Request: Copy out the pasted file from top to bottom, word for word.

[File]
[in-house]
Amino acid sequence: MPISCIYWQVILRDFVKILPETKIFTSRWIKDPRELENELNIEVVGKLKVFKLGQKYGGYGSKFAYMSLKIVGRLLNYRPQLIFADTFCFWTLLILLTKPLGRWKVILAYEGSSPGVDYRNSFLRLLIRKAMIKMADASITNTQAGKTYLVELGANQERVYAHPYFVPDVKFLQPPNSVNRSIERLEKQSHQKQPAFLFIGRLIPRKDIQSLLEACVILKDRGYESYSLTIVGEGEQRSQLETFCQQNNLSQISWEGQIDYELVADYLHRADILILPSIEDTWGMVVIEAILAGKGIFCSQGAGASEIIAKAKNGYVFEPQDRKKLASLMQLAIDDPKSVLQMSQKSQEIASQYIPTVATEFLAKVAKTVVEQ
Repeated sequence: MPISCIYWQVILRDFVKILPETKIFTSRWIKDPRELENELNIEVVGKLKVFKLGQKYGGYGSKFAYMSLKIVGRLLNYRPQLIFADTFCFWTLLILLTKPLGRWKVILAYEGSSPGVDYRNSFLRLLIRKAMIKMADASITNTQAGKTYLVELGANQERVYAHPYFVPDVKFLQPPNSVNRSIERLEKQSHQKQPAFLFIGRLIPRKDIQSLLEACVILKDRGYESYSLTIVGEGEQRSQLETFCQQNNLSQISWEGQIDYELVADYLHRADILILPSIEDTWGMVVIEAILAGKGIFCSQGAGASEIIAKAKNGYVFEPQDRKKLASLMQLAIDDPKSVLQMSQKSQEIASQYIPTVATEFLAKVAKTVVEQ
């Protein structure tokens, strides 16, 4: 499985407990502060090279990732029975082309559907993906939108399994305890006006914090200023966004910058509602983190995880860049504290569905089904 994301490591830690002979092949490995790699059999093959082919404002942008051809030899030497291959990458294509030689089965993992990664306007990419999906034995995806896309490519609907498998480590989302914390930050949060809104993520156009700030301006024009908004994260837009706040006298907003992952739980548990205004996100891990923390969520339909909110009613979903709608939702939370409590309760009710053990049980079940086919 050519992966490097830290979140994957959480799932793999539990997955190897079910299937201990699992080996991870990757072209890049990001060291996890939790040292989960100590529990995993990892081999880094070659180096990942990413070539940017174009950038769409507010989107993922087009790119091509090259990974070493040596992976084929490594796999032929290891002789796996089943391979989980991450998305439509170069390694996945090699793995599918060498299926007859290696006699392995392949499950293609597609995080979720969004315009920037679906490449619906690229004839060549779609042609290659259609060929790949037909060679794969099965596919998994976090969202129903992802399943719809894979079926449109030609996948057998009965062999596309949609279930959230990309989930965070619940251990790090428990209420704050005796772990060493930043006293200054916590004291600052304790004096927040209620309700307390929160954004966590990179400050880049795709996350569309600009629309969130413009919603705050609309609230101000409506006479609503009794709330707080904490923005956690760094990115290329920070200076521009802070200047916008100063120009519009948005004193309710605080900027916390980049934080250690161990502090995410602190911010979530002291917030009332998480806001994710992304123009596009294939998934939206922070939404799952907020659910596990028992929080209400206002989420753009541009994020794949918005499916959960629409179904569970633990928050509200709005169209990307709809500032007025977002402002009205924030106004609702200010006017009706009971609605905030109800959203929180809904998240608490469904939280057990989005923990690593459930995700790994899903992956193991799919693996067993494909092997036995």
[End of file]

[in-house]
Amino acid sequence: MPISCIYWQVILRDFVKILPETKIFTSRWIKDPRELENELNIEVVGKLKVFKLGQKYGGYGSKFAYMSLKIVGRLLNYRPQLIFADTFCFWTLLILLTKPLGRWKVILAYEGSSPGVDYRNSFLRLLIRKAMIKMADASITNTQAGKTYLVELGANQERVYAHPYFVPDVKFLQPPNSVNRSIERLEKQSHQKQPAFLFIGRLIPRKDIQSLLEACVILKDRGYESYSLTIVGEGEQRSQLETFCQQNNLSQISWEGQIDYELVADYLHRADILILPSIEDTWGMVVIEAILAGKGIFCSQGAGASEIIAKAKNGYVFEPQDRKKLASLMQLAIDDPKSVLQMSQKSQEIASQYIPTVATEFLAKVAKTVVEQ
Repeated sequence: MPISCIYWQVILRDFVKILPETKIFTSRWIKDPRELENELNIEVVGKLKVFKLGQKYGGYGSKFAYMSLKIVGRLLNYRPQLIFADTFCFWTLLILLTKPLGRWKVILAYEGSSPGVDYRNSFLRLLIRKAMIKMADASITNTQAGKTYLVELGANQERVYAHPYFVPDVKFLQPPNSVNRSIERLEKQSHQKQPAFLFIGRLIPRKDIQSLLEACVILKDRGYESYSLTIVGEGEQRSQLETFCQQNNLSQISWEGQIDYELVADYLHRADILILPSIEDTWGMVVIEAILAGKGIFCSQGAGASEIIAKAKNGYVFEPQDRKKLASLMQLAIDDPKSVLQMSQKSQEIASQYIPTVATEFLAKVAKTVVEQ
């Protein structure tokens, strides 16, 4: 499985407990502060090279990732029975082309559907993906939108399994305890006006914090200023966004910058509602983190995880860049504290569905089904 994301490591830690002979092949490995790699059999093959082919404002942008051809030899030497291959990458294509030689089965993992990664306007990419999906034995995806896309490519609907498998480590989302914390930050949060809104993520156009700030301006024009908004994260837009706040006298907003992952739980548990205004996100891990923390969520339909909110009613979903709608939702939370409590309760009710053990049980079940086919 050519992966490097830290979140994957959480799932793999539990997955190897079910299937201990699992080996991870990757072209890049990001060291996890939790040292989960100590529990995993990892081999880094070659180096990942990413070539940017174009950038769409507010989107993922087009790119091509090259990974070493040596992976084929490594796999032929290891002789796996089943391979989980991450998305439509170069390694996945090699793995599918060498299926007859290696006699392995392949499950293609597609995080979720969004315009920037679906490449619906690229004839060549779609042609290659259609060929790949037909060679794969099965596919998994976090969202129903992802399943719809894979079926449109030609996948057998009965062999596309949609279930959230990309989930965070619940251990790090428990209420704050005796772990060493930043006293200054916590004291600052304790004096927040209620309700307390929160954004966590990179400050880049795709996350569309600009629309969130413009919603705050609309609230101000409506006479609503009794709330707080904490923005956690760094990115290329920070200076521009802070200047916008100063120009519009948005004193309710605080900027916390980049934080250690161990502090995410602190911010979530002291917030009332998480806001994710992304123009596009294939998934939206922070939404799952907020659910596990028992929080209400206002989420753009541009994020794949918005499916959960629409179904569970633990928050509200709005169209990307709809500032007025977002402002009205924030106004609702200010006017009706009971609605905030109800959203929180809904998240608490469904939280057990989005923990690593459930995700790994899903992956193991799919693996067993494909092997036995």